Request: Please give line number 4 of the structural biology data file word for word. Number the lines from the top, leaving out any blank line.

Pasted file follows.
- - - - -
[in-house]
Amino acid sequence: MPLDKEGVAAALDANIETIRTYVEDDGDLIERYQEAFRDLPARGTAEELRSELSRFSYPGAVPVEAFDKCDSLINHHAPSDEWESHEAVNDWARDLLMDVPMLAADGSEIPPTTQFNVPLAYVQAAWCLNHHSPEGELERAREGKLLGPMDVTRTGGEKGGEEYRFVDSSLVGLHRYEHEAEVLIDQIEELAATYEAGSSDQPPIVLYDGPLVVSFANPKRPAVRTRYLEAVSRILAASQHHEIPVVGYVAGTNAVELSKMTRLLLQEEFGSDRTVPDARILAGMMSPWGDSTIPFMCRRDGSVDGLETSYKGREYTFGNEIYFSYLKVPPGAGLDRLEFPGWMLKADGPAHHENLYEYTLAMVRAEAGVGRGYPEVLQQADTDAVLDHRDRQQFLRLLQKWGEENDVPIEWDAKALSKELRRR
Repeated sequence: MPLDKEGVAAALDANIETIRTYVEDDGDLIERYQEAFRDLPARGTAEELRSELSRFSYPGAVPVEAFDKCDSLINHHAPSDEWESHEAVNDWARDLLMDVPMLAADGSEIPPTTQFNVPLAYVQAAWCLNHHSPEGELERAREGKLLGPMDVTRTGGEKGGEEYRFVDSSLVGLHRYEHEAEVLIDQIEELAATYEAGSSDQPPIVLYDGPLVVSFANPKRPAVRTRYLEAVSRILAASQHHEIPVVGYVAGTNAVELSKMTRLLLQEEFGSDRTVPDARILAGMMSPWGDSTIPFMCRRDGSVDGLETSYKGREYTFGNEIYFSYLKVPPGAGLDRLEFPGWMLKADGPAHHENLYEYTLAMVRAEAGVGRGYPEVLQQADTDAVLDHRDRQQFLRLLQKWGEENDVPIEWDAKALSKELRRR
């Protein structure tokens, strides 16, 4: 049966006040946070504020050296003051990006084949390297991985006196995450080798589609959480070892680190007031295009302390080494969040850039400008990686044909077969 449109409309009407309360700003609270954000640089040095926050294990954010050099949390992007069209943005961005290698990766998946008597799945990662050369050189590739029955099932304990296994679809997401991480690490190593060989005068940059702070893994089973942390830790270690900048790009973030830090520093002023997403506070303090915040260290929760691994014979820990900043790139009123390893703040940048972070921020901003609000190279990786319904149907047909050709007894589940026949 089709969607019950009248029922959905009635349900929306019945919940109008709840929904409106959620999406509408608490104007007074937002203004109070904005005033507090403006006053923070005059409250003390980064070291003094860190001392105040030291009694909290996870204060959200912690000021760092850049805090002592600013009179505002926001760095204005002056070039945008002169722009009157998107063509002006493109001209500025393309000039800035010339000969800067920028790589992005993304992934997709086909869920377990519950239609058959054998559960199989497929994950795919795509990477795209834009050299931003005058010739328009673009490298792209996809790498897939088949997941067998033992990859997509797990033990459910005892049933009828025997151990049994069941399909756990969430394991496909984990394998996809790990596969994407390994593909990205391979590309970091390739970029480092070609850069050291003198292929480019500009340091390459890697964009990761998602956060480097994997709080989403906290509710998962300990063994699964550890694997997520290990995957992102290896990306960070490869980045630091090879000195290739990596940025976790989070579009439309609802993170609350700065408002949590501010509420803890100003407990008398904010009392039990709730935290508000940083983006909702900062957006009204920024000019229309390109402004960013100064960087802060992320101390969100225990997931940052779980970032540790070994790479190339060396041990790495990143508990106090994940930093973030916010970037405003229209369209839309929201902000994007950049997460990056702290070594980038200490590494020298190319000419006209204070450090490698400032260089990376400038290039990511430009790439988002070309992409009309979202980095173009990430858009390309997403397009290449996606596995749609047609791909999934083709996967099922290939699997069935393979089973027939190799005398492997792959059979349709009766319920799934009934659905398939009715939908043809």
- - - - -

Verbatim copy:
């Protein structure tokens, strides 16, 4: 049966006040946070504020050296003051990006084949390297991985006196995450080798589609959480070892680190007031295009302390080494969040850039400008990686044909077969 449109409309009407309360700003609270954000640089040095926050294990954010050099949390992007069209943005961005290698990766998946008597799945990662050369050189590739029955099932304990296994679809997401991480690490190593060989005068940059702070893994089973942390830790270690900048790009973030830090520093002023997403506070303090915040260290929760691994014979820990900043790139009123390893703040940048972070921020901003609000190279990786319904149907047909050709007894589940026949 089709969607019950009248029922959905009635349900929306019945919940109008709840929904409106959620999406509408608490104007007074937002203004109070904005005033507090403006006053923070005059409250003390980064070291003094860190001392105040030291009694909290996870204060959200912690000021760092850049805090002592600013009179505002926001760095204005002056070039945008002169722009009157998107063509002006493109001209500025393309000039800035010339000969800067920028790589992005993304992934997709086909869920377990519950239609058959054998559960199989497929994950795919795509990477795209834009050299931003005058010739328009673009490298792209996809790498897939088949997941067998033992990859997509797990033990459910005892049933009828025997151990049994069941399909756990969430394991496909984990394998996809790990596969994407390994593909990205391979590309970091390739970029480092070609850069050291003198292929480019500009340091390459890697964009990761998602956060480097994997709080989403906290509710998962300990063994699964550890694997997520290990995957992102290896990306960070490869980045630091090879000195290739990596940025976790989070579009439309609802993170609350700065408002949590501010509420803890100003407990008398904010009392039990709730935290508000940083983006909702900062957006009204920024000019229309390109402004960013100064960087802060992320101390969100225990997931940052779980970032540790070994790479190339060396041990790495990143508990106090994940930093973030916010970037405003229209369209839309929201902000994007950049997460990056702290070594980038200490590494020298190319000419006209204070450090490698400032260089990376400038290039990511430009790439988002070309992409009309979202980095173009990430858009390309997403397009290449996606596995749609047609791909999934083709996967099922290939699997069935393979089973027939190799005398492997792959059979349709009766319920799934009934659905398939009715939908043809």